FORT WORTH, Texas — When KeyShawn Feazell decided to transfer to Creighton in May, he envisioned himself holding down a starting role, playing big minutes and making a considerable impact.
The fifth-year senior forward should finally get to do those things on Saturday — though not under the circumstances he would have wanted.
Feazell is expected to replace sophomore center Ryan Kalkbrenner, the Big East's Defensive Player of the Year, in No. 9 seed Creighton's second-round NCAA Tournament game against No. 1 seed Kansas at Dickies Arena.
Kalkbrenner, who is 7-foot-1 and is averaging 13.1 points, 7.7 rebounds and 2.6 blocks this season, injured his left knee in the Bluejays' first-round victory over San Diego State on Thursday.
Coach Greg McDermott said Kalkbrenner did not injure the ACL but could not give a more accurate diagnosis except to say the sophomore will miss two or three months. That injury opens an opportunity for Feazell, a little-used reserve who has played more than 10 minutes only four times since mid-December.
"It's kind of sad that he went down the way he did, but it's kind of what we've been doing all year, just figuring it out, next man up," said Feazell, whose only other NCAA Tournament experience prior to this season was a three-minute appearance in one game as a sophomore at Mississippi State. "We've been battling injuries and adversity all year, so we've been figuring it out to this point. I feel like we're going to continue to do the same thing and just keep going."
Feazell transferred to Creighton from McNeese State, where he started 20 of 21 games and averaged 13.1 points and 9.9 rebounds. He transferred there after playing sparingly over three seasons at Mississippi State in which he totaled 84 points in 7.1 minutes per game.
His circumstances changed, though, because of the emergence of Kalkbrenner, who went from playing an average of 13.6 minutes as a freshman to ranking second in Division I with 3.8 offensive rebounds a game and ninth with 2.7 blocks entering the NCAA Tournament.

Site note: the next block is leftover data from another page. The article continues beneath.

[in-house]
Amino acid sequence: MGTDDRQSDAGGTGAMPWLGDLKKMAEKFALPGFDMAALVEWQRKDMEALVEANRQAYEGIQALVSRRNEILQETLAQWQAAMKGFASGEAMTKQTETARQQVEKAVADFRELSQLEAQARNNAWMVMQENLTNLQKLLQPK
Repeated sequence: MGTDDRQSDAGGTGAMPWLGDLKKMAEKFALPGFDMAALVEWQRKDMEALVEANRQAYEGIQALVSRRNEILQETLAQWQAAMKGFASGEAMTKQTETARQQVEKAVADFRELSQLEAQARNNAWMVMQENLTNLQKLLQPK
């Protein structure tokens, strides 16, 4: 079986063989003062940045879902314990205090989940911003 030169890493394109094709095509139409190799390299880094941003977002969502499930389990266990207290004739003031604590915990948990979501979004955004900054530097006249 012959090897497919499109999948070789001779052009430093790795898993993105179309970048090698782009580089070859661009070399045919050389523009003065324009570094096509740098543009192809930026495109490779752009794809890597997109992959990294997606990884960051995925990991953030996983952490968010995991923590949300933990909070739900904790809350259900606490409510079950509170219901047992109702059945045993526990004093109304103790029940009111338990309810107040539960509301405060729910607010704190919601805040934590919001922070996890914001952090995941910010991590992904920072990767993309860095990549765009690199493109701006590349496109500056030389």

Kalkbrenner was trying to get back on defense after a turnover when, with 2:42 remaining in overtime against the Aztecs, his left knee buckled and he collapsed to the court in obvious pain.
"Twenty-three wins is what he's done," McDermott said. "Getting us to the Big East championship (game) and anchoring the top defense in the Big East, that's what he's done, and it's been pretty cool to watch.
"Obviously, we wish we had him tomorrow, but I'm ecstatic that the news was not as bad as we thought it was going to be."
Kalkbrenner's season-ending injury is the second to a starter that Creighton has had to confront within a month. Starting point guard Ryan Nembhard, the Big East's Freshman of the Year, broke his right wrist in a win at St. John's on Feb. 23.
Nembhard's absence led to a greater opportunity for fellow freshman Trey Alexander, who embraced that against San Diego State by scoring 13 of his career-high 18 points in the second half — including the runner in the lane with 11.2 seconds remaining in the second half that completed the Bluejays' comeback from 14 points down and forced overtime.
With Kalkbrenner out, Creighton will have to change the way it approaches playing Kansas. McDermott said the Bluejays had to change their ball-screen defense late Thursday, and with Feazell being 6-foot-9, four inches shorter than his teammate, they'll play smaller against the Jayhawks.
That will also force Kansas to change the way it approaches playing Creighton.
"We will prepare that they will run the same stuff, because we have no idea what they'll run if they don't," Jayhawks coach Bill Self said. "We may prepare that they may play a different lineup and maybe slide guys up a spot to play smaller or something like that, but as far as us knowing what they'll do in the scouting, I think the biggest thing is to rely on principles as much as anything else."
Kalkbrenner's injury leaves Creighton with seven scholarship players, and that includes forward Modestas Kancleris, a 6-foot-9 redshirt freshman from Lithuania who has appeared in just 13 games. He was the only one of the seven who didn't play against San Diego State but may be pressed into service on Saturday behind Feazell.
Creighton, which received votes in the Associated Press poll six times this season, reached the Sweet 16 a year ago. If it does so again, it'll be under vastly different circumstances.
"Our guys aren't afraid of anything," McDermott said. "They haven't been all year, and they've had a crazy way of responding to adversity all season long, and I'm not sure I've ever experienced anything quite like it.
"So, I wouldn't count us out because of that. We're fired up to play, and then we're in a position with the short bench that we're just going to let it rip and see what happens."